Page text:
The map also provides a basic layout of the city and can give an indication towards its past development, whether it was organic or planned.

Exercise 3: City Pattern map of Fortitude Valley.

City Pattern

Figure 3: City Pattern map of Fortitude Valley.

The city pattern map provides a clear layout of the urban area and its road networks.

The map gives an indication in the size and shape of blocks within the developed area as well as the origins of the development of the city. It makes clear that Brisbane was a planned city, following a grid pattern, however, this was altered to suit in some areas, due to the meandering nature of the river and the manner in which it cuts through the city.

Exercise 4: Figureground Map of Fortitude Valley.

Figureground map

Figure 4: A figureground map of Fortitude Valley.
Built structures are shown in black, roads in yellow and cadastre in grey.

A figureground map provides a great indication of the density of an urban area as well as the nature of the structures within in. 

Portraying all built structures as solid blocks, their size and density becomes immediately apparent, as does the layout of the area. The figureground map also highlights key routes through the space, which further indicates the layout of the area and the manner in which it is used. Some figureground maps also show the cadastre and land parcels which again enhances ones understanding of the planning of the area and its layout.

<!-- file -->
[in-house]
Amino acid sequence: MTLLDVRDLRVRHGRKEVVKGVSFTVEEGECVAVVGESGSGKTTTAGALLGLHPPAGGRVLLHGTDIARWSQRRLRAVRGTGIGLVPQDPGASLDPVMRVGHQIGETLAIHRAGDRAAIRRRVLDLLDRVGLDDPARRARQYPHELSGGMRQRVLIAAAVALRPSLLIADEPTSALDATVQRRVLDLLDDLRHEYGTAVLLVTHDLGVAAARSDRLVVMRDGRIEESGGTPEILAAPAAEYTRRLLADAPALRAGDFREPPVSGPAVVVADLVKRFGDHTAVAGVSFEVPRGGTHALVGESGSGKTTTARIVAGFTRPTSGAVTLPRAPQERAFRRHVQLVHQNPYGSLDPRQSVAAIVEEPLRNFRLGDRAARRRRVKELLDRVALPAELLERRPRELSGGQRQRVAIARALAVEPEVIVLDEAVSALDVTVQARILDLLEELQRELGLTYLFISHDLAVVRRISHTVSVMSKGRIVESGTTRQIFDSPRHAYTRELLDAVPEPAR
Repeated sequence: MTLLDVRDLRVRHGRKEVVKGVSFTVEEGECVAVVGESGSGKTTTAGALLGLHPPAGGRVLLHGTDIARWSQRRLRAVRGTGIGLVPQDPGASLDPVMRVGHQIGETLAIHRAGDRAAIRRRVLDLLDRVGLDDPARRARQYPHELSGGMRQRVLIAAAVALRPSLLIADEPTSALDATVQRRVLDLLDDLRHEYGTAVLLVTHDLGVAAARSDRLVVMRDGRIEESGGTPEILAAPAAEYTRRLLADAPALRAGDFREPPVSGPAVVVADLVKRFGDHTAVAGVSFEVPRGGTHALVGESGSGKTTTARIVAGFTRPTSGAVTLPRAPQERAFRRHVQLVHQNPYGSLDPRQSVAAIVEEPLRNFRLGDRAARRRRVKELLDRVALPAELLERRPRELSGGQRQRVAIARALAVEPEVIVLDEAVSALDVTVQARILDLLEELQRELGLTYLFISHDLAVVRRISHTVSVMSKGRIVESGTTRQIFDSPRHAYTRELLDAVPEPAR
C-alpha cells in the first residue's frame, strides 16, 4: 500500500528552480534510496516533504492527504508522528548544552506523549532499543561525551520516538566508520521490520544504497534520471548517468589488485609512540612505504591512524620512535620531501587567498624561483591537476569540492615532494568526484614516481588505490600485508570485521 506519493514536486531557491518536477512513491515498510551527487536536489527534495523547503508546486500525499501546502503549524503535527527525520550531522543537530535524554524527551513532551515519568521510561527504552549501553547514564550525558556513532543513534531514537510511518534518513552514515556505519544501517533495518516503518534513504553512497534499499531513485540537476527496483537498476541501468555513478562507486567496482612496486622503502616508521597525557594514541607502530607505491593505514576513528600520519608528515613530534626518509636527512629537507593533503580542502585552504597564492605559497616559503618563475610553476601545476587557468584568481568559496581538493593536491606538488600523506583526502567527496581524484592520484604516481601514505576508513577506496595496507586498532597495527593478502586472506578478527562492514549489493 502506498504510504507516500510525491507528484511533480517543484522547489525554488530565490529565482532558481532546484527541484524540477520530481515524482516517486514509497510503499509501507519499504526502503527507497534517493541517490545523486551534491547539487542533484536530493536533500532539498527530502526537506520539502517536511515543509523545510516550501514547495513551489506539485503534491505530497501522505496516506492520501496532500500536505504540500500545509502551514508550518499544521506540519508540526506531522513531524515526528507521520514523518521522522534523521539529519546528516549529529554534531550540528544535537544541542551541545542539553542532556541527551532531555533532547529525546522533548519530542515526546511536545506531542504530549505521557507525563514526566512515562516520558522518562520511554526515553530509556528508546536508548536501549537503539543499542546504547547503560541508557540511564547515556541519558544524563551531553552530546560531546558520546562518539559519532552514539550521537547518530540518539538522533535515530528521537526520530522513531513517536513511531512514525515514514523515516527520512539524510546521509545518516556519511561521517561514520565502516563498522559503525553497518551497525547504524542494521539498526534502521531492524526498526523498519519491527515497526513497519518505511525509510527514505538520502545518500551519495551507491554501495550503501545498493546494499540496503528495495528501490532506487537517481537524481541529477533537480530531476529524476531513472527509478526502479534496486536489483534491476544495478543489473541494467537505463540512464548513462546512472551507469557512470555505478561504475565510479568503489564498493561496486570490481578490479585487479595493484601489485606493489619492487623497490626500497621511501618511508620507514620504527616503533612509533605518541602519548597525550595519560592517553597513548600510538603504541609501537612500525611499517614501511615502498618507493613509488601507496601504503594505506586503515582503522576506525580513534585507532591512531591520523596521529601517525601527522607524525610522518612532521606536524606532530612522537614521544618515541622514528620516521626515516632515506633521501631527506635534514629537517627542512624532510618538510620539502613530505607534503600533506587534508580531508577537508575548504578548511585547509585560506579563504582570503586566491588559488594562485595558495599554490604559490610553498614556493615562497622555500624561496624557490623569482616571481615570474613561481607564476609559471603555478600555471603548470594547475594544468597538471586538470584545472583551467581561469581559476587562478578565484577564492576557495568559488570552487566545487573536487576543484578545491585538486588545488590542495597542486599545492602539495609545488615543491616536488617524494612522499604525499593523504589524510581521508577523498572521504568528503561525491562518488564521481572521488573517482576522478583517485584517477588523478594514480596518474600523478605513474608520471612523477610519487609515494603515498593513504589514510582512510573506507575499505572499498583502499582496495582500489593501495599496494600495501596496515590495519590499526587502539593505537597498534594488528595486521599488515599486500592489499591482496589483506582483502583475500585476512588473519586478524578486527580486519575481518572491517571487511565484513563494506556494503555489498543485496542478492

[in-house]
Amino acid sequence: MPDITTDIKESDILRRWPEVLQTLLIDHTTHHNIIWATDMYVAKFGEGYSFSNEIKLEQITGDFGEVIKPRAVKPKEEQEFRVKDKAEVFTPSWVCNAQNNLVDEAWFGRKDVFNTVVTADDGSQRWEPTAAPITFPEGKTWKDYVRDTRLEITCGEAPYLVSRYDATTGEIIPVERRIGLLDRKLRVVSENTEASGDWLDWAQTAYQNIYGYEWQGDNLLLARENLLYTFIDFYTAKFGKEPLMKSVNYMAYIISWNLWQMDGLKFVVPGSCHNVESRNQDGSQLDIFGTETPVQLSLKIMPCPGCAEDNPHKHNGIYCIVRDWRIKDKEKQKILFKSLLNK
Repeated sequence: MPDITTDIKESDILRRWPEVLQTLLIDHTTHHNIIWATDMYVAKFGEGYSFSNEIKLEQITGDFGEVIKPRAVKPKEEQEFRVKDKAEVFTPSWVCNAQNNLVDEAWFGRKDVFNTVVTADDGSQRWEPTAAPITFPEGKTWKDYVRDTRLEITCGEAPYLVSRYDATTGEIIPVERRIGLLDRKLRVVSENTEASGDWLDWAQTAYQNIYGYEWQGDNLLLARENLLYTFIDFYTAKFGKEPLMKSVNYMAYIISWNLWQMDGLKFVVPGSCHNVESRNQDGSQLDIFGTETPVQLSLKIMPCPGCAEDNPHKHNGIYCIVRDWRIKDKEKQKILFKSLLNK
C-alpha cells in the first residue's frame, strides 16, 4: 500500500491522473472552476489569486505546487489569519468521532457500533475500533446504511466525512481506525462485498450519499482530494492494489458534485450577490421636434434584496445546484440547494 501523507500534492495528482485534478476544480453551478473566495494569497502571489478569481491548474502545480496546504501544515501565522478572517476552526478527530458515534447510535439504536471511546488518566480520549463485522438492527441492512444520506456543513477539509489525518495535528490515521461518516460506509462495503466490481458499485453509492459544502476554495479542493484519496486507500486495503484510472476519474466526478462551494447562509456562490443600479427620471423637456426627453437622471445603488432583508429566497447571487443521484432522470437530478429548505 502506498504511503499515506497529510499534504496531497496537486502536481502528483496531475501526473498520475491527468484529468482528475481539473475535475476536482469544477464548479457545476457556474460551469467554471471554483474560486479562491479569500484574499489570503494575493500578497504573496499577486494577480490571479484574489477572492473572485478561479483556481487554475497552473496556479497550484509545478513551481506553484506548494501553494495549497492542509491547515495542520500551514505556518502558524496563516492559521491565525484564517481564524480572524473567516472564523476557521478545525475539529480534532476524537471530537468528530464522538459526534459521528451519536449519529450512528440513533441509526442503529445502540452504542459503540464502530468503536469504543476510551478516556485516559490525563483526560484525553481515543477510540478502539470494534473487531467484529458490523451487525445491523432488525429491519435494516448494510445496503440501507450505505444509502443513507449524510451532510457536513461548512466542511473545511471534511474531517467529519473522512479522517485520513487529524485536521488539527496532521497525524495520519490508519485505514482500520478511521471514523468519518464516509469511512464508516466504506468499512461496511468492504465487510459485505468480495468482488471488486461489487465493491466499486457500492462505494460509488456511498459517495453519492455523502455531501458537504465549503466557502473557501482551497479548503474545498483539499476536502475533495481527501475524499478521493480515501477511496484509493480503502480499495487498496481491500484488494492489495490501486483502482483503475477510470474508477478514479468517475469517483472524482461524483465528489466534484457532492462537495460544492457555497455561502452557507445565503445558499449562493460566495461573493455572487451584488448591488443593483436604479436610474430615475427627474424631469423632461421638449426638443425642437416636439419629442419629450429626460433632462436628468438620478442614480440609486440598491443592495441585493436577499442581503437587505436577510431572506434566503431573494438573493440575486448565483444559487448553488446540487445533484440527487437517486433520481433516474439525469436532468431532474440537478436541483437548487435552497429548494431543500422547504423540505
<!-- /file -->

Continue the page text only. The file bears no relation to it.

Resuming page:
Exercise 5: Nolli map of Fortitude Valley. 

Nolli Map

Figure 5: Nolli map of Fortitude Valley.

Much like a figureground map, the nolli map provides an easy to read representation of the layout of an area and the nature of built structures within in. One key difference however, is that the nolli map, highlights internal plans of key buildings which greatly enhances their contribution to the map and provides a better understanding of the space. 

The nolli map above focuses on the Howard Smith Wharves, and depicts them in a plan like manner. Due to the scale and size of the map however, this is possibly not as informative as it has the potential to be as details are not very clear within the image.